(Revelation 7:5)


On November 1, we celebrate every saint, known and unknown, from every time and place in history. And we're not just celebrating that they've made it to heaven, but that all of us can


This week's Responsorial Psalm describes saints in the making: 


"Lord, this is the people that longs to see your face." 


Do I long to see God's face? Do I long to be in God's presence?


Our Second Reading from 1 John helps us further understand what it means to be a saint. To become a saint, we are—


Loved by God: "See what love the Father has bestowed on us…" (1 John 3:1)


Walking by faith: "...what we shall be has not yet been revealed…" (1 John 3:2)


Trying to imitate God: "...we shall be like him…" (1 John 3:2)


Living in hope: "...has this hope based on him…" (1 John 3:3)


Do I see myself as God's beloved? Do I try to imitate God's love for others, living in virtues of faith and hope?


Finally, in this week's Gospel reading, Jesus gives us a new standard for sainthood. Maybe, as we listen to the Beatitudes, we're surprised to hear that eternity with God isn't based on someone's place in church hierarchy, name recognition, or number of theology degrees.


"Blessed are the poor in spirit, for theirs is the kingdom of heaven." 

(Matthew 5:3)


The first condition for sainthood is to simply realize we're too spiritually poor to even reach heaven without God's mercy in the first place. The Penitential Rite, prayers we say at the beginning of each Mass, and examinations of conscience are regular reminders of our spiritual poverty: 


"I confess to Almighty God, and to you, my brothers and sisters, that I have greatly sinned in my thoughts and in my words, in what I have done and what I have failed to do…"


"May Almighty God have mercy on us, forgive us our sins, and bring us to everlasting life." 


Jesus lists seven more blessings for those who desire sainthood, an eternity with God in heaven:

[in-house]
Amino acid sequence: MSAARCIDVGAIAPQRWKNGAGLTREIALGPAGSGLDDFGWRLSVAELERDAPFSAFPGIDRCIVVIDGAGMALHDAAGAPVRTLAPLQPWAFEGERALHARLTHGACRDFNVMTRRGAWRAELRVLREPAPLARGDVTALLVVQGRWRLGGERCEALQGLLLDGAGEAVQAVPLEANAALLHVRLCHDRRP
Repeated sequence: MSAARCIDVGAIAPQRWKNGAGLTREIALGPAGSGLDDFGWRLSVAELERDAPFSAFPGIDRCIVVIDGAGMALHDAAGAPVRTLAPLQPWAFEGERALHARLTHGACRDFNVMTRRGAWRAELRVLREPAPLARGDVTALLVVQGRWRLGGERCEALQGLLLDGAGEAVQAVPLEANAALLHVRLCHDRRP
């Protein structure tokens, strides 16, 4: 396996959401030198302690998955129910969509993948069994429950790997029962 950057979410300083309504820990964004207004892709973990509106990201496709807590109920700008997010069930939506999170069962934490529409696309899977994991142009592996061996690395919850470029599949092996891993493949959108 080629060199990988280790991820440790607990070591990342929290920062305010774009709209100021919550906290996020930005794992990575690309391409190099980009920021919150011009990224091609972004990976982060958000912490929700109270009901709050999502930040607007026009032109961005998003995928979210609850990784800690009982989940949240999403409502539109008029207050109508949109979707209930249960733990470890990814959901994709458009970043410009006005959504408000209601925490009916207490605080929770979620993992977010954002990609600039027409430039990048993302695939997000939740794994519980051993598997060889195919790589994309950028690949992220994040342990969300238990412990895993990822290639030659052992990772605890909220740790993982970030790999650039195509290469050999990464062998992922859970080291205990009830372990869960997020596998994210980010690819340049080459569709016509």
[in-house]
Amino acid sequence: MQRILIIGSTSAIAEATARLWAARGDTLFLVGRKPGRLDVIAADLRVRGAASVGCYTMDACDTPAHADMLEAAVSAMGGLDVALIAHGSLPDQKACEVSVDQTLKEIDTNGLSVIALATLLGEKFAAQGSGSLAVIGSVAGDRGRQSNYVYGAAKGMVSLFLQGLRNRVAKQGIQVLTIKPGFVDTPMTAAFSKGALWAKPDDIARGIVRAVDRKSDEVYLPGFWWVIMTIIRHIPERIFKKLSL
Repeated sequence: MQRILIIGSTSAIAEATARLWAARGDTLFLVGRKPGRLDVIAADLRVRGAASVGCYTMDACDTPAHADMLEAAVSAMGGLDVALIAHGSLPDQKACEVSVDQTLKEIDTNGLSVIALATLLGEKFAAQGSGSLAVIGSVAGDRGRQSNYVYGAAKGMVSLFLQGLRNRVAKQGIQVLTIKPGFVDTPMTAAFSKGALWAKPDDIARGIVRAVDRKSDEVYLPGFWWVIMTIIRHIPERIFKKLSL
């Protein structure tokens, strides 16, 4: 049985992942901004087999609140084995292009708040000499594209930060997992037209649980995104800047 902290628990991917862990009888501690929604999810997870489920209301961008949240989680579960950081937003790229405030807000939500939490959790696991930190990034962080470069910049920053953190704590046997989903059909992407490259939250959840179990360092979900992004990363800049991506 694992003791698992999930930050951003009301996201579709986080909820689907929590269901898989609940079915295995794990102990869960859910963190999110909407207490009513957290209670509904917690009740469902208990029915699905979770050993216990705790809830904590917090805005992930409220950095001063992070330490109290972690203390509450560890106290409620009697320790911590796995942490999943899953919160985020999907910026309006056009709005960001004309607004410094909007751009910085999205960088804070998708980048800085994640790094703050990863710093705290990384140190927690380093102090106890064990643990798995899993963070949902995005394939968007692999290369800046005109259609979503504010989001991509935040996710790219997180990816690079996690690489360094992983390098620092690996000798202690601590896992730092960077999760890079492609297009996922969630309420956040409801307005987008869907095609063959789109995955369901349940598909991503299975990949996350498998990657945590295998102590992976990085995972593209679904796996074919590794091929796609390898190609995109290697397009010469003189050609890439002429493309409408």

"Blessed are they who mourn… the meek… they who hunger and thirst for righteousness… the merciful… the clean of heart… the peacemakers… they who are persecuted for the sake of righteousness… you when they insult you and persecute you and utter every kind of evil against you falsely because of me…" 

(Matthew 5:3-12) 


Who comes to mind when you hear the Beatitudes? A particular saint? A family member who's passed away? Perhaps a friend? How can I better live the Beatitudes?


"Always, in every place, one can become a saint, that is, one can open oneself up to this grace, which works inside us and leads us to holiness… Every state of life leads to holiness, always! In your home, on the street, at work, at church, in that moment and in your state of life, the path to sainthood has been opened." 

Thursday, October 22, 2020

Sorrow, Comfort, & The Desire To Be Blessed (Mary's Seventh Sorrow)

Two people show up unexpectedly as Jesus dies on the cross.

They're late in coming—but not too late.

It's Nicodemus and Joseph of Arimathea, two of Jesus' secret disciples. To this point, they've only met privately with Jesus for fear that his friendship would destroy their hard-earned reputations and high rank on the Council. But in the final hours of Jesus' life, something changes.

Not only do Nicodemus and Joseph publicly identify as Jesus' followers, they ask Pilate for his body and then provide everything that's needed for Jesus' anointing and burial. Their actions passionately declare: I know this man. I love him. I bless him.

This is the final post in a series on Mary's Seven Sorrows as reflected in our seven basic human desires. This week we consider Mary's Seventh Sorrow, Placing Our Lord in the Tomb, in light of our basic human desire to be blessed.

To be blessed is for someone to see us as special and beloved. Surely Mary always had this regard for Jesus. From the Annunciation, when the angel Gabriel first described Jesus to Mary—"the child to be born will be called holy, the Son of God"—she believed in the unique goodness of her Son. How profoundly deep her sorrow as she buries the One who blessed her, who knew her and loved her better than any other. And now, as Nicodemus and Joseph of Arimathea help with the entombment, they confirm a similar deep friendship with Jesus: yes, this is someone special, and we love him.

Are you blessed by someone in your life, someone who sees you, knows you, and loves you just for who you are? 

"Affirmations are about what we do, [and] blessings are about who we are," Mark and Debra Laaser write in Seven Desires, explaining how our desire to be affirmed differs from our desire to be blessed. "...This desire to be blessed may be our deepest, most primal need."

When we realize that we are blessed—known and loved exactly for who we are—it's a nourishing comfort deep in our souls.